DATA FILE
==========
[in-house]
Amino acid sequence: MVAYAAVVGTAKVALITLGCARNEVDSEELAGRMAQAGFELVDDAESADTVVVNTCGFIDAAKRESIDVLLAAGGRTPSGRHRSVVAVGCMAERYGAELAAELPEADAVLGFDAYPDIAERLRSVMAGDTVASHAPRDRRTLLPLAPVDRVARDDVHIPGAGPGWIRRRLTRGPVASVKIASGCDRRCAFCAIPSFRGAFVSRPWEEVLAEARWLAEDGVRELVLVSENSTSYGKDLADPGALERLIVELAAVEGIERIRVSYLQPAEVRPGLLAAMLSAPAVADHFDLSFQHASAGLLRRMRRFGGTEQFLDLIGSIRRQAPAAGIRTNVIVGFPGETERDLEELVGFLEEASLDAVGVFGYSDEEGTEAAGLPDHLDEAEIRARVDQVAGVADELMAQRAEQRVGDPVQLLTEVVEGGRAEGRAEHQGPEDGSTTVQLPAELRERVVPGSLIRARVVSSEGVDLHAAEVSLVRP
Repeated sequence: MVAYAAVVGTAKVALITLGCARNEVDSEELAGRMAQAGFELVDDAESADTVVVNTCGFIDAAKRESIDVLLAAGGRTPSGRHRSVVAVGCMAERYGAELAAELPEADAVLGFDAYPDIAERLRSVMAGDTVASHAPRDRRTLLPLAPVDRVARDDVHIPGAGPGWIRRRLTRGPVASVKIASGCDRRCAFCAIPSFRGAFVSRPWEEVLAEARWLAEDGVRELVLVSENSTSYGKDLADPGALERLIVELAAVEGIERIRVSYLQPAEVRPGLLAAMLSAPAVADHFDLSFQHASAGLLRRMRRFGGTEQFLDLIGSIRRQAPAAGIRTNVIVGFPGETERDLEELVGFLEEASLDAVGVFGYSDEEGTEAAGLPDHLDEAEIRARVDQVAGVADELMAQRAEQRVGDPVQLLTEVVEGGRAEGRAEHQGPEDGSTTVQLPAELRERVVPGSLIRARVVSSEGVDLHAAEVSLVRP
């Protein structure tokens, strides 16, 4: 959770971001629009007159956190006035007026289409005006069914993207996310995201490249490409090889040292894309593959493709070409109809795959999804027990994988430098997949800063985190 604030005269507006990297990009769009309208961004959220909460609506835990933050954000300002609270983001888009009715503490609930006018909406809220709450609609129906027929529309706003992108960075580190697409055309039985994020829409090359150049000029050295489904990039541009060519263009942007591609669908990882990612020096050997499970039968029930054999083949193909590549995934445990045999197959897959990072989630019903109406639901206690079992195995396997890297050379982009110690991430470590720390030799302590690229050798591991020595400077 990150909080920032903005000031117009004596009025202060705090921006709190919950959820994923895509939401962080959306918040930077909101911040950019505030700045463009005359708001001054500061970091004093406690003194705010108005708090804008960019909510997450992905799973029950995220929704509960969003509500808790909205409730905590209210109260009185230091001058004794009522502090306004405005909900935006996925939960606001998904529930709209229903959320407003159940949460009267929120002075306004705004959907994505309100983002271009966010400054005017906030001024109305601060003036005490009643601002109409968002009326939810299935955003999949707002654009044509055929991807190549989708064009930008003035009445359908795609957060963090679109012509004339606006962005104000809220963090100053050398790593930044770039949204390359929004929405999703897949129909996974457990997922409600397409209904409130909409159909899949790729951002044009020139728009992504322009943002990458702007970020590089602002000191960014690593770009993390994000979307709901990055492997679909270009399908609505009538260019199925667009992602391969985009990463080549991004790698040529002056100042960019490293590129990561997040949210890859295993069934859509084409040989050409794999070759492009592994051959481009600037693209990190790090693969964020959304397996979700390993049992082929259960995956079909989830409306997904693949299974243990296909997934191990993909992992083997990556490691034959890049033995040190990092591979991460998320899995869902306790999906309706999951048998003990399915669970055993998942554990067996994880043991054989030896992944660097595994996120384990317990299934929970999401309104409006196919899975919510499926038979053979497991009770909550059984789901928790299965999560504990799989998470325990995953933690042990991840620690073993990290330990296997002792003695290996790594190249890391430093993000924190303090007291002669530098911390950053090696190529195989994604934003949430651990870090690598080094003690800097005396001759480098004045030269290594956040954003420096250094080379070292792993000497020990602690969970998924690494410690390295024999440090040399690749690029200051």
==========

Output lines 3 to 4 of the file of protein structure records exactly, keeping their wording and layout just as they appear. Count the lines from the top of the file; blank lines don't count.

Repeated sequence: MVAYAAVVGTAKVALITLGCARNEVDSEELAGRMAQAGFELVDDAESADTVVVNTCGFIDAAKRESIDVLLAAGGRTPSGRHRSVVAVGCMAERYGAELAAELPEADAVLGFDAYPDIAERLRSVMAGDTVASHAPRDRRTLLPLAPVDRVARDDVHIPGAGPGWIRRRLTRGPVASVKIASGCDRRCAFCAIPSFRGAFVSRPWEEVLAEARWLAEDGVRELVLVSENSTSYGKDLADPGALERLIVELAAVEGIERIRVSYLQPAEVRPGLLAAMLSAPAVADHFDLSFQHASAGLLRRMRRFGGTEQFLDLIGSIRRQAPAAGIRTNVIVGFPGETERDLEELVGFLEEASLDAVGVFGYSDEEGTEAAGLPDHLDEAEIRARVDQVAGVADELMAQRAEQRVGDPVQLLTEVVEGGRAEGRAEHQGPEDGSTTVQLPAELRERVVPGSLIRARVVSSEGVDLHAAEVSLVRP
């Protein structure tokens, strides 16, 4: 959770971001629009007159956190006035007026289409005006069914993207996310995201490249490409090889040292894309593959493709070409109809795959999804027990994988430098997949800063985190 604030005269507006990297990009769009309208961004959220909460609506835990933050954000300002609270983001888009009715503490609930006018909406809220709450609609129906027929529309706003992108960075580190697409055309039985994020829409090359150049000029050295489904990039541009060519263009942007591609669908990882990612020096050997499970039968029930054999083949193909590549995934445990045999197959897959990072989630019903109406639901206690079992195995396997890297050379982009110690991430470590720390030799302590690229050798591991020595400077 990150909080920032903005000031117009004596009025202060705090921006709190919950959820994923895509939401962080959306918040930077909101911040950019505030700045463009005359708001001054500061970091004093406690003194705010108005708090804008960019909510997450992905799973029950995220929704509960969003509500808790909205409730905590209210109260009185230091001058004794009522502090306004405005909900935006996925939960606001998904529930709209229903959320407003159940949460009267929120002075306004705004959907994505309100983002271009966010400054005017906030001024109305601060003036005490009643601002109409968002009326939810299935955003999949707002654009044509055929991807190549989708064009930008003035009445359908795609957060963090679109012509004339606006962005104000809220963090100053050398790593930044770039949204390359929004929405999703897949129909996974457990997922409600397409209904409130909409159909899949790729951002044009020139728009992504322009943002990458702007970020590089602002000191960014690593770009993390994000979307709901990055492997679909270009399908609505009538260019199925667009992602391969985009990463080549991004790698040529002056100042960019490293590129990561997040949210890859295993069934859509084409040989050409794999070759492009592994051959481009600037693209990190790090693969964020959304397996979700390993049992082929259960995956079909989830409306997904693949299974243990296909997934191990993909992992083997990556490691034959890049033995040190990092591979991460998320899995869902306790999906309706999951048998003990399915669970055993998942554990067996994880043991054989030896992944660097595994996120384990317990299934929970999401309104409006196919899975919510499926038979053979497991009770909550059984789901928790299965999560504990799989998470325990995953933690042990991840620690073993990290330990296997002792003695290996790594190249890391430093993000924190303090007291002669530098911390950053090696190529195989994604934003949430651990870090690598080094003690800097005396001759480098004045030269290594956040954003420096250094080379070292792993000497020990602690969970998924690494410690390295024999440090040399690749690029200051």